1
$\begingroup$

I am stuck in this exercise, I cannot get the right answer. The exercise is the following:

Rotate around $y = 1$ the region that is between $y=1$, $x=3$, $y=x^\frac{3}{2}$ and the x-axis.

As far as I understand, this is what I want to rotate (Ups I can't post images):

enter image description here

I first calculate the following:

$V_1 = \pi\int_{0}^{1}\left(x^{3/2}-1\right)^2dx = 9/20\pi$ Then I calculate the total volume of the cylinder between 0 and 1:

$V_2 = \pi \cdot1^2 \cdot1^2$

So the desired volume between 0 and 1 is:

$V = \pi - 9/20 \pi = 11/20 \pi$

Then I calculate the volume of rotating the region between 1 and 3:

$V_3 = \pi\int_{1}^{3}\left(x^{3/2}-1\right)^2dx=\pi\left(\frac{114}{5}-\frac{36\sqrt{3}}{5}\right)$

Finally the total volume:

$V_t=V_3 + V = \pi\left(\frac{467}{20}-\frac{36\sqrt{3}}{5}\right)$

However, the answer it is supposed to be:

$ANS = \pi\left(\frac{144}{5}-\frac{36\sqrt{3}}{5}\right)$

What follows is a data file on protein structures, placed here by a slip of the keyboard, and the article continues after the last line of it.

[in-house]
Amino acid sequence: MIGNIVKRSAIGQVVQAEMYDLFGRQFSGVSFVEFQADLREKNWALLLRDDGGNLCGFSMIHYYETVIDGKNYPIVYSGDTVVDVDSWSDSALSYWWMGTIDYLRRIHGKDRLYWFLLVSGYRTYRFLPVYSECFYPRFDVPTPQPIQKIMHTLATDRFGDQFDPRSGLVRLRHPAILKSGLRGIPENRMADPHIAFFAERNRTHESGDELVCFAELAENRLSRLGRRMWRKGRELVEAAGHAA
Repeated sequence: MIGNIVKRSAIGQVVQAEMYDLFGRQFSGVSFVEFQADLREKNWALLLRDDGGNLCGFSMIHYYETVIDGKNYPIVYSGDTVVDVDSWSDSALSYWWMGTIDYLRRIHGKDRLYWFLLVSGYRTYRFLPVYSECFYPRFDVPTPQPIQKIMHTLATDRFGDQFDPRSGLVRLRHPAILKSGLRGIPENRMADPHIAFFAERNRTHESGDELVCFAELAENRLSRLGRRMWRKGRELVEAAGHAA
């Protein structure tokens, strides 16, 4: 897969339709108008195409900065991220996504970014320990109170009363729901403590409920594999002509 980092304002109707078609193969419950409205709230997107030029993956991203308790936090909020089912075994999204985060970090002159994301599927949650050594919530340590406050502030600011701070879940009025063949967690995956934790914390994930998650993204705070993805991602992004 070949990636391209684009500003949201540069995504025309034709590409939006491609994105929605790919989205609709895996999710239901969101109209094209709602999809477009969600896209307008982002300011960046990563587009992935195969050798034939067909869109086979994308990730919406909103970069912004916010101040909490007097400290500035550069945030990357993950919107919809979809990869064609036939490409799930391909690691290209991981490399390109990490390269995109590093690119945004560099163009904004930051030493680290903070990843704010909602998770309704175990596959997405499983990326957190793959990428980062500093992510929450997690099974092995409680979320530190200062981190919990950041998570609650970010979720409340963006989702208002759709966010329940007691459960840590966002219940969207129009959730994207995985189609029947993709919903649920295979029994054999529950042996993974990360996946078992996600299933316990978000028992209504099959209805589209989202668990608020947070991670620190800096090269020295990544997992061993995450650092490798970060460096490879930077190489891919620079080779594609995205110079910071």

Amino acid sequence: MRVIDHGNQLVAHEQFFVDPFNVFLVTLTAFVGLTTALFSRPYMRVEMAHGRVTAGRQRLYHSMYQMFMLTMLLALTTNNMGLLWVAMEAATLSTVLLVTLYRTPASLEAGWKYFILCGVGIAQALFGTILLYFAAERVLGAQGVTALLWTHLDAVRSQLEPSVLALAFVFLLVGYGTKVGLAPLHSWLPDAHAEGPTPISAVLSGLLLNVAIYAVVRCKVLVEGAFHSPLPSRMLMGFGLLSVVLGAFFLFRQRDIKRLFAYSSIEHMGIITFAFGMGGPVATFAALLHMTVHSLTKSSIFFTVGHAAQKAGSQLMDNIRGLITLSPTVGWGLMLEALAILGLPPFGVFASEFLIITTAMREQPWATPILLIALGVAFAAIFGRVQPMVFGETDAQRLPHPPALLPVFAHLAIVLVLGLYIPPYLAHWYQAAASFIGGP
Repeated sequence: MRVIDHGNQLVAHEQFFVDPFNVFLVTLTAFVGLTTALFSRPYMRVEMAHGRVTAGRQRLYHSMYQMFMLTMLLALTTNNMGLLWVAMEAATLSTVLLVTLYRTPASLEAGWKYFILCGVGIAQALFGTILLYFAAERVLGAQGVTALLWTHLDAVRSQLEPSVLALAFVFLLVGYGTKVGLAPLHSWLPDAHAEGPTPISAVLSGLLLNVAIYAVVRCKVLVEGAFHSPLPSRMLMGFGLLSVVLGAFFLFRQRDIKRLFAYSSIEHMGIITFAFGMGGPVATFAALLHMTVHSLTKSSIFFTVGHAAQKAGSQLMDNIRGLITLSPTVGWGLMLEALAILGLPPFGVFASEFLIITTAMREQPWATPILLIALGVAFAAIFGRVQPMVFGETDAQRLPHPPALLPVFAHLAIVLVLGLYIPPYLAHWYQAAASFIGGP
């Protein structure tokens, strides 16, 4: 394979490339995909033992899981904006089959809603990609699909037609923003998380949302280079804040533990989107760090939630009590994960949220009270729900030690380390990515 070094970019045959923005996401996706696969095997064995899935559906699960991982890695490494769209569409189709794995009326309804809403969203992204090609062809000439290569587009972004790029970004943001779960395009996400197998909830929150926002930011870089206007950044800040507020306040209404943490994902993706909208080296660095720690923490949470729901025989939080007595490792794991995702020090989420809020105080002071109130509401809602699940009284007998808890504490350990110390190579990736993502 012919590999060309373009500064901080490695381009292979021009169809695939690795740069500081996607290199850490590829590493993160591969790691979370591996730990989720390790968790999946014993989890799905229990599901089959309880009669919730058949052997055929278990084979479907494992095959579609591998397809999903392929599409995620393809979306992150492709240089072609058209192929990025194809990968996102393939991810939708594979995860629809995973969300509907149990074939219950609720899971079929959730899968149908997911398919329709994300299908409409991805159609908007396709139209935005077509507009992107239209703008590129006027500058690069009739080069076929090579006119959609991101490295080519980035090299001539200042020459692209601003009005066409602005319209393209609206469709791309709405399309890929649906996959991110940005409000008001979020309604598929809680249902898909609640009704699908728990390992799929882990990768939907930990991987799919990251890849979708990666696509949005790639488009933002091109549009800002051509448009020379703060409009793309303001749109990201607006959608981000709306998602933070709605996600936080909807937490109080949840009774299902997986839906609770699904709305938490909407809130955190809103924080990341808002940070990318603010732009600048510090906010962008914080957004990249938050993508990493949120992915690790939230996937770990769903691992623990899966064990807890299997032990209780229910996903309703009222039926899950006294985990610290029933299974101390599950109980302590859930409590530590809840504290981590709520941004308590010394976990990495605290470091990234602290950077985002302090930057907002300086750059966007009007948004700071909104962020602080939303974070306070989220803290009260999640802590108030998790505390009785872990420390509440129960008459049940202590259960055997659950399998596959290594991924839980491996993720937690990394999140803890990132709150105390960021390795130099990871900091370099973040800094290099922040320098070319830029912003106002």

What am I doing wrong?

$\endgroup$
1
  • 1
    $\begingroup$ My interpretation of the problem is that the white first quadrant region below the red is being rotated. But that does not give the official answer. $\endgroup$ Commented Aug 26, 2015 at 16:30

1 Answer 1

0
$\begingroup$

Firstly, I would like to echo Andre's sentiment: the way I would have interpreted the question would be to consider the area below $y=1$, above $y=0$, below $y=x^{3/2}$, and left of $x=3$. What is pictured as white in your picture. However, that result is incorrect according to your "answer".

In fact, we can see that what was intended by the answer was only the furthest right region that you plotted as red:

$$V=\pi \int_1^3 (x^{3/2}-1)^2 dx$$

which you correctly computed as "$V_3$".

However, it makes no sense to say that this region is bounded by "the x-axis," so I would approach your teacher about this problem being misleading. A better way to describe this region would be: "between $y=1$, $x=1$, $x=3$, and $y=x^{3/2}$".

$\endgroup$
1
  • $\begingroup$ Yes, I agree with both of you, I tried to do the other approach since that y = 0 is misleading. However I never got the "right answer", I think the teacher is wrong. Going tho accept this answer. $\endgroup$
    – dpalma
    Commented Aug 26, 2015 at 22:39

You must log in to answer this question.

Not the answer you're looking for? Browse other questions tagged .